The Audeze LCD-GX is a re-imagination of the of their classic open-back planar magnetic design into a full-on gaming-orientated headphone experience. It is priced at $899.
Disclaimer: The Audeze LCD-GX sent to us is a sample in exchange for our honest opinion. We thank the team at Audeze for giving us this opportunity.
To read more about Audeze products we have reviewed on Headfonics click here.
I must admit, team Audeze has been up to some deviancy lately and I couldn’t be happier. Planar Gaming headphones were a notion that most of us only considered possible in a distant future timeline. Oh. how the times have changed.
We are now living in one of those timeline variants with their newest over-ear Planar model: The LCD-GX. Branded as a gaming headphone, complete with a goose-neck microphone, I can safely tell you that newbs online are going to salivate all over their keyboards at the mere sight of the LCD-GX on their opponent’s noggin’.
As always, Audeze includes one of the best, if not the very best, carrying cases available in the audiophile world for their over-ear models. This tote is simply incredible, a hard shell travel case, complete with two hefty locking mechanisms, interior foam cut out for the headphones and a high-quality handle that does not feel cheap in the slightest.
This is what I like to see, especially considering gaming events are still a thing with us. I still enjoy a romp now and then at a friend’s home, being able to bring this behemoth with me is one of the best feelings I can imagine. It will stay safe in there and the process of un-flipping the hinge locks is something that I take as a slow process when others are watching me.
This is my weapon of choice for gaming, no doubt about it. Just do me a favor. Do not put any of the radiation stickers from the game Fallout on your LCD-GX’s case here and then try to go travel on a plane…I’ve learned from experience not to do that, take my word for it.
Due to being set up as a gaming model, the Audeze LCD-GX comes with a mic enabled cable, a standard ¼ cable and also a goose-neck styled boom mic that appears very flexible and stable. Thankfully, it also came with a foam protector as well. Dampening shrieks to your friends online will be less of a worry and your voice will carry in a higher fidelity overall that is going to be appealing for all listening to your chatter.
They’ve also made sure to include a built-in mute button, so a user can quickly deny the voice chat listeners access to hearing your girlfriend or wife ask if you want a hot pocket pizza, who then lobs it at your head before it thaws out, like a cooked grenade in Call of Duty or Battlefield.
Beyond that, a basic ¼ to 3.5mm split adapter cable is included, so you can use the LCD-GX on your portable sources as well as any ¼ enabled amplifier.
Despite existing on the heavy side, I do find them comfortable for extended usage. The open back nature of the headphone provides a natural cooling effect, of course, as most, if not all open backs tend to and there is plenty of air transfer between the outside zone and interior earcup area to prevent me from sweating.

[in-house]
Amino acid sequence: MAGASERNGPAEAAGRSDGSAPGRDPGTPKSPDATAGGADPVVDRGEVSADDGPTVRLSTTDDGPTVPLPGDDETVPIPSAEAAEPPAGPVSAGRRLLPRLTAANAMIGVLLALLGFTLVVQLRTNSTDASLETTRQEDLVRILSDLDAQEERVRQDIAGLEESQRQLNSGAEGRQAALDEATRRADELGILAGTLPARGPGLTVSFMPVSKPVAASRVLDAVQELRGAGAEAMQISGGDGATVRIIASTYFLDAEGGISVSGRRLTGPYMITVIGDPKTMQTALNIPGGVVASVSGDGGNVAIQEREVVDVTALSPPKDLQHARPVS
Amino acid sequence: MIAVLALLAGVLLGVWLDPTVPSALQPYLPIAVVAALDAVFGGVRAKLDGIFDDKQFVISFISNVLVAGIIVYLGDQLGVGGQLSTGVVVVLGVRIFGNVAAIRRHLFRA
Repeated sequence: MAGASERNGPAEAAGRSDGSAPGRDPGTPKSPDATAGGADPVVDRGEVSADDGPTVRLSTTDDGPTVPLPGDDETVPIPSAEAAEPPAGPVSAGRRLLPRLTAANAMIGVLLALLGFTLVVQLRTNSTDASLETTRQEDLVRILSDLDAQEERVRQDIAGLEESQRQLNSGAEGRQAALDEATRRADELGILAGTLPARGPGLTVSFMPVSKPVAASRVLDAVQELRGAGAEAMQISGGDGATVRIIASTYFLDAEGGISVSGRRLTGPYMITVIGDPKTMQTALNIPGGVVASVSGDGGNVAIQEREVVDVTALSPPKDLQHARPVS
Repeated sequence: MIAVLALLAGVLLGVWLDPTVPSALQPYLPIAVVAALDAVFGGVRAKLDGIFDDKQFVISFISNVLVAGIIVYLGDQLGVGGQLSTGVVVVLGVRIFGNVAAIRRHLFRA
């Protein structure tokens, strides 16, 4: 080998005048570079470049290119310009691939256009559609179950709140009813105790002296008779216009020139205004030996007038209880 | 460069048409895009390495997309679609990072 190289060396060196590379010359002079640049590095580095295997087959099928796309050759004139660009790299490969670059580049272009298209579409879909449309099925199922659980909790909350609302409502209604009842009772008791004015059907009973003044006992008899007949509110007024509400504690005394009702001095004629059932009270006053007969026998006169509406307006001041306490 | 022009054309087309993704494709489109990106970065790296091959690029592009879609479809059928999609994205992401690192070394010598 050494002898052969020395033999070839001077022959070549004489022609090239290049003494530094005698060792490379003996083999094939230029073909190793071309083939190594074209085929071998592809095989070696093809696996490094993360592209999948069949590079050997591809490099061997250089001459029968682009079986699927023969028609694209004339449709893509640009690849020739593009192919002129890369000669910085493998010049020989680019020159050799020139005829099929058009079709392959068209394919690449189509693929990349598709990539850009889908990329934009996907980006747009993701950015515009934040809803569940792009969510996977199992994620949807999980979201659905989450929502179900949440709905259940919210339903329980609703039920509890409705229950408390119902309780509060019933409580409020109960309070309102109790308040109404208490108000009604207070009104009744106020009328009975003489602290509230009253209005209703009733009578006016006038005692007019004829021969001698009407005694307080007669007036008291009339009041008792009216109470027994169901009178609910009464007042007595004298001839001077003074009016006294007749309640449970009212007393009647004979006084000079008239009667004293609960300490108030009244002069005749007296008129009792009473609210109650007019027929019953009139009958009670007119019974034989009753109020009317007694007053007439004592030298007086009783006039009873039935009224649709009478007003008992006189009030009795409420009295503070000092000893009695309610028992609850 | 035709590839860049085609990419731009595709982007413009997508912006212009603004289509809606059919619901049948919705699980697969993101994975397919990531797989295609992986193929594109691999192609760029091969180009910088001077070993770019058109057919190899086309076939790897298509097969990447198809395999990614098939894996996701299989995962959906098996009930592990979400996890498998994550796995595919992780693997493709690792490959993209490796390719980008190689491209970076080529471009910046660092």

The clamp factor is a bit on the strong side but that changed over a short period of time for me, loosening enough to remain comfortable on a subjective level. The headband is excellent, the fabric and perforated strip allows some breathing room and this is vastly preferred to a solid strip of material that has no venting what so ever.
The strip itself allows for a balanced fit on my head without any pressure in one given area, which then allows the headphone to remain comfortable for hours, even though I consider them on the plus side in weight.
Audeze is known for dishing out some of the yummiest bass quality in the business. Similarly to the older Fazor LCD-2, this newer LCD-GX seems a variant of the LCD-2 in terms of physical setup overall. The low end offered on the LCD-GX is plentiful in quantity and does not really require any boosting at all for gaming needs.
However, with music needs, I do tend to boost up just a few dB via HiBy’s MSEB DSP or my EQ systems in general. The reason is that planar bass is the tastiest bass of all in tonality and texture, at least, in my opinion. I enjoy a deep response, but not during the in-game time.
Online, I do not want low end boosting to mask any of the important micro-details out there in the sound field from enemies sneaking around, so I never touch any EQ while I am online playing. However, I do boost when I play single player modes in Borderland 3, The Witcher 3, and similar excellent story mode driven experiences where you can boost to your heart’s content and enjoy explosions that sound incredibly powerful and deep.
With the EQ disabled, the LCD-GX is very linear feeling from top to bottom, what is there on the low end in stock form is just perfect to my ear for gaming needs. I can’t see anyone insisting on more or less for online experiences.
The LCD-GX, surprisingly, is relatively mild on physical strike and impact down yonder. Once again, whoever is designing these products at Audeze HQ, is someone I need to take out for drinks just to thank. The reason is that they care and it is clear that they care about enjoyability.
When you game, especially for hours on end, fatigue will set in rather quickly if you are constantly bombarded with loud and sudden instances of gunfire or explosions in the game zone. Most of us likely do not want high engaging bass, meaning, wince factor, physical strike and shoulder shrugging physical slam effect.
Does anyone ever play Call of Duty Advanced Warfare? My goodness, the explosions in that game are rendered immensely low and powerfully. That gets annoying and painful real quick on most highly engaging headphones.
The Audeze LCD-GX offers a more reserved physicality in that regard and I do not find them fatiguing for extended usage. They simply do not hit hard, but they do reach deep, so you can enjoy the very low explosion reverberate in distance sounds while you play games. That low hum and rumble of someone being fragged or hit with an RPG always feel incredibly satisfying.